Let’s start with a (semi) non-perishable example – diapers. Diapers are shelf stable, but they also are "perishable" in that your baby will graduate to larger sizes and will eventually not need them any more. Thus, calculating how many of each size you need can be difficult. However, if you know your rate of use (for example, one jumbo pack per week, or three diapers per day, or what have you) you can feel safe purchasing out a couple of months ahead.
So let’s say you have calculated your cost per use, and you can roughly estimate your rate of use. Then, when you find a sale or have identified the place with the lowest cost per use, you can stock up. This may take the form of buying 8 jumbo packages on supersale at the local drug store, or it may mean that you buy the massive box ‘o diapers at the warehouse store. Either way, you have purchased enough to get you through until the next time you are passing by the warehouse store or the sale happens again, and you are not putting on yoga pants and going to the corner store at 9:49 P.M. because you are out of diapers and the baby has a stomach virus. This saves you not just money, but time and frustration.
Again, start small with the things that are on your grocery list every week. Milk, diapers, bread, peanut butter. Some things (like milk and bread) are highly perishable but freezable. Some are shelf stable (like peanut butter). The cool thing is, if you buy ahead, you know you are always paying the lowest possible cost per use price for the item, and you rarely, if ever, run out of the things you use every day. Even if you are a small family, you can calculate your cost per use and rate of use and determine how much you use in a month or 2 month period and buy accordingly.
The other cool thing about stockpiling is this: let’s say catastrophe strikes. A death in the family. A job loss. An illness. If you have a stockpile, there is breathing room – margin – for you and your family. There are fewer things you need to buy weekly. You can occasionally skip shopping for a week and eat from your pantry and fridge. You will not need to worry about running out to the store in your grief, sorrow, sickness, cash-strapped state. You will have planned ahead, and can weather the little storms (and the big ones) that much easier.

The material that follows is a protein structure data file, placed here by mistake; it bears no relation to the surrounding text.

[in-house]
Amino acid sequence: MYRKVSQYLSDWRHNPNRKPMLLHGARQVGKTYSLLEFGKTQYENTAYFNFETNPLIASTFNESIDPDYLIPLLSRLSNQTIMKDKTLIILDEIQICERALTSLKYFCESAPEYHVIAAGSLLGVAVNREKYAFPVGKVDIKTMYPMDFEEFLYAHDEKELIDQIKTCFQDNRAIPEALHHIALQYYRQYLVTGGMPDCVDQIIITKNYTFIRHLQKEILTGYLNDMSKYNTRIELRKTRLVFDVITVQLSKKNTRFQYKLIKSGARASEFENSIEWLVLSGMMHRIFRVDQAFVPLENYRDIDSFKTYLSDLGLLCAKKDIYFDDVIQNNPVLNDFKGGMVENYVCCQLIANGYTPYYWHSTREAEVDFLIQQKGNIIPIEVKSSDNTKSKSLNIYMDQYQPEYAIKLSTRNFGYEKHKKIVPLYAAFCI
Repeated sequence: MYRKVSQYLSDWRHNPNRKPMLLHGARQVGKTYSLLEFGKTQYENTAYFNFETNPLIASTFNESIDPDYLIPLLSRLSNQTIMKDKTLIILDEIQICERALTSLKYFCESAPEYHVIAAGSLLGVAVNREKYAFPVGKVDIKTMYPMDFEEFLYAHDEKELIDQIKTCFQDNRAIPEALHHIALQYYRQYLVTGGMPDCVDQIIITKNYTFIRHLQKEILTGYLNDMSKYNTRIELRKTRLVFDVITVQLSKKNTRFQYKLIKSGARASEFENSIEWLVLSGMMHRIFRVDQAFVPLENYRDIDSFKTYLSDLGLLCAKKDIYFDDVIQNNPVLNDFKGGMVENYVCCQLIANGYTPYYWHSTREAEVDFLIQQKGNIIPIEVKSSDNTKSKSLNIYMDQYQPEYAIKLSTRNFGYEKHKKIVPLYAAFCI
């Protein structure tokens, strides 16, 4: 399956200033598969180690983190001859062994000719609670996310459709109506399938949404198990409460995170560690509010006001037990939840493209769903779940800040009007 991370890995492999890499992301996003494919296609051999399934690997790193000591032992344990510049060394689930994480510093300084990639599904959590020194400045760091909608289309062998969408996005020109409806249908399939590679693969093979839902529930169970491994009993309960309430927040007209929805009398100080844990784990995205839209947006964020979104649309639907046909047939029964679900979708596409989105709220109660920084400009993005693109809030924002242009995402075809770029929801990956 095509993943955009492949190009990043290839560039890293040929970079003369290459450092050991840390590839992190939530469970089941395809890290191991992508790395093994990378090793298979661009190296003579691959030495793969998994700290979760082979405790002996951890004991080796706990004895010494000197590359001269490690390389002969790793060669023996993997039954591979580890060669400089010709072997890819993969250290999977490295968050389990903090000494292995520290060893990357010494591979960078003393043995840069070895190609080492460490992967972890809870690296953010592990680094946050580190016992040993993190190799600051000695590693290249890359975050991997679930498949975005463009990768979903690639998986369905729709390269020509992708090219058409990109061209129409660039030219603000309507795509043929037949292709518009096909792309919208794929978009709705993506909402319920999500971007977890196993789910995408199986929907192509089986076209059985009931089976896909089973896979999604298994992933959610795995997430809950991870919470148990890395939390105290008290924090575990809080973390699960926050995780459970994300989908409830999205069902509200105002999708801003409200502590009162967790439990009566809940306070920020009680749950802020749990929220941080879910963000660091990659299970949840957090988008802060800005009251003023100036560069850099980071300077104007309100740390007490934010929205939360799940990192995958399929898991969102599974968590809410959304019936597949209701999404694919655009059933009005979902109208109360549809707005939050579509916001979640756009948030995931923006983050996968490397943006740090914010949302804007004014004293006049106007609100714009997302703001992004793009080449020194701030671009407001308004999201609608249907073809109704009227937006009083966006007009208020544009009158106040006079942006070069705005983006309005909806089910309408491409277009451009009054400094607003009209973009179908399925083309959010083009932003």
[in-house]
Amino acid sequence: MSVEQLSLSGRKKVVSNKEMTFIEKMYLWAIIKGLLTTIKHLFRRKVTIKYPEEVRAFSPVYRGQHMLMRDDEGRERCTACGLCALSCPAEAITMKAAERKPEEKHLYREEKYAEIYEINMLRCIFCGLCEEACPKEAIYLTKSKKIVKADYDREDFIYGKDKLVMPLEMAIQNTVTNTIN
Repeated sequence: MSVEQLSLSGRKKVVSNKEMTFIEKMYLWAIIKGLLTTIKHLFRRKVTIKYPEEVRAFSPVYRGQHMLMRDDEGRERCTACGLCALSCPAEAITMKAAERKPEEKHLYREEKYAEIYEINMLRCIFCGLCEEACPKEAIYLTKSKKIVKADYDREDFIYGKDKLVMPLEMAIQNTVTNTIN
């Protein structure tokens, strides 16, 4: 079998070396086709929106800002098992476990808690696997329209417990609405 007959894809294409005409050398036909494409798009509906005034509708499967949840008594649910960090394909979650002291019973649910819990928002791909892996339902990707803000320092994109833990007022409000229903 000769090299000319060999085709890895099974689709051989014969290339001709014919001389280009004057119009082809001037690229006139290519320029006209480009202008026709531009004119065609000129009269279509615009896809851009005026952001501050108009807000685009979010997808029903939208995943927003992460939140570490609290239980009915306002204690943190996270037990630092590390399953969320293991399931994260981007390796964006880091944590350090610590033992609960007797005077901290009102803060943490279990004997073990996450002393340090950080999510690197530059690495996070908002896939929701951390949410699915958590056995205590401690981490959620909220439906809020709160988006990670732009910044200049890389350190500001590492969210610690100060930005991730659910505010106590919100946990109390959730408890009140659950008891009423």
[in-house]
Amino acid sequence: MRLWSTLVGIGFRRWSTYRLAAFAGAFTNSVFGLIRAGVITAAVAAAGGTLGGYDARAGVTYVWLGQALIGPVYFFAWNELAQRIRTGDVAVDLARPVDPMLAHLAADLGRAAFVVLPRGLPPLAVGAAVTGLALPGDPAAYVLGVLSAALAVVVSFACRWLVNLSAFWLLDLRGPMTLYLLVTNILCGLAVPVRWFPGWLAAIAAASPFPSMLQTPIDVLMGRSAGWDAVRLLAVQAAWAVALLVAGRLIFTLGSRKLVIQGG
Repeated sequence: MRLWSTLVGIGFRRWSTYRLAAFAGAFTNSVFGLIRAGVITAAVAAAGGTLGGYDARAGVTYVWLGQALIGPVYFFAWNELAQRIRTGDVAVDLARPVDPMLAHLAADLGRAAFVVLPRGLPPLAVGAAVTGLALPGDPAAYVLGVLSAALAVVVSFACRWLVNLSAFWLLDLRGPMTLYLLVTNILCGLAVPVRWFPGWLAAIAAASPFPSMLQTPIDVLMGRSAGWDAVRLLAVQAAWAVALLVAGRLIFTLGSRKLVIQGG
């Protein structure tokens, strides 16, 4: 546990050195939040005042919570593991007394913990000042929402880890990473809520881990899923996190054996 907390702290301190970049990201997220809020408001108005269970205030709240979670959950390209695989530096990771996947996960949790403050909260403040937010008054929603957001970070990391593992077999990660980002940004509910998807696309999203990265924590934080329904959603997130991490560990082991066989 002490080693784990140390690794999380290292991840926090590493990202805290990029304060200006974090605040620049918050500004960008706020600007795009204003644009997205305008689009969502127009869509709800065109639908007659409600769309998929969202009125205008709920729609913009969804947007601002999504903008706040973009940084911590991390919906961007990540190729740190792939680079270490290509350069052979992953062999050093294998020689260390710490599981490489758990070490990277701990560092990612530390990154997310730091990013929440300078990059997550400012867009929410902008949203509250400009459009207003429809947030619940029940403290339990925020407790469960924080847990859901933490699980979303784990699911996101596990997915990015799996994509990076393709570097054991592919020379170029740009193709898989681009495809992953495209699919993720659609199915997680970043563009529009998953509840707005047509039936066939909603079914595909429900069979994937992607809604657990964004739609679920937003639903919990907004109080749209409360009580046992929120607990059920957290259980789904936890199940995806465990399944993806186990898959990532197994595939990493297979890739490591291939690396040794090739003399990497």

Tuesday, August 4, 2009
Monday, August 3, 2009
Anyhoo, here's the big score for Walgreens this week. Who doesn't need peanut butter? (those with allergies excepted, of course). Who doesn't use pasta sauce? This week at Walgreens, when you buy 8 of selected Unilever products, you get a $10.00 off your next order register reward. Skippy peanut butter and Ragu pasta sauce is on sale this week $2/4. Thus, even without coupons, if you spend $16.00 on any combination of Ragu and Skippy, you get a $10.00 register reward back. That is like paying six bucks for eight jars, or 75 cents per jar! Not bad.
If, however, like me, you have four coupons for 75 cents off 2 Skippys or 2 Ragus (which came in this weeks' Wednesday coupon mailer), your total will be three dollars for eight jars, which is (drumroll please) thirty eight cents per jar.
So that's just what I did.
$13.00 out of pocket, $10.00 back.
Which I then spent on:
5 jumbo Elmer's glue sticks (school supplies)
2 packages Crayola markers (school supplies)
2 decks playing cards (ditto)
a 2 pack of toothbrushes
and a bag of M&Ms (to get the total over 10 dollars).
total 11.03, minus the 10 dollar register reward =
1.03 out of pocket.
So, look at it this way. I spent $14.03 out of pocket for $27.00 worth of goods. That is almost a fifty percent savings. It took a few seconds to clip the coupons, and a trip to the Walgreens, which took five to ten minutes of my time. I saved $13.00 in that 10 minute trip -- and so, my hourly savings rate is $78.
Do you make $78 per hour? Tax free? Me neither. Ben Franklin was right -- a penny saved is more than a penny earned.
Also this week at Walgreens, Vitamin shampoo and Gum toothbrush 2-packs are free after register rewards.
Monday: grilled chicken, potato packets, broccoli
Tuesday: blender pancakes, bacon, watermelon
Wednesday: Grilled barbecue pork chops, potato packets, spinach salad
Thursday: Hot dogs/hamburgers, veggies with dip
Friday: Spaghetti zucchini bake, salad, garlic bread
Saturday: Crockpot chicken tacos, salad
Sunday: Creamy italian chicken, rice, broccoli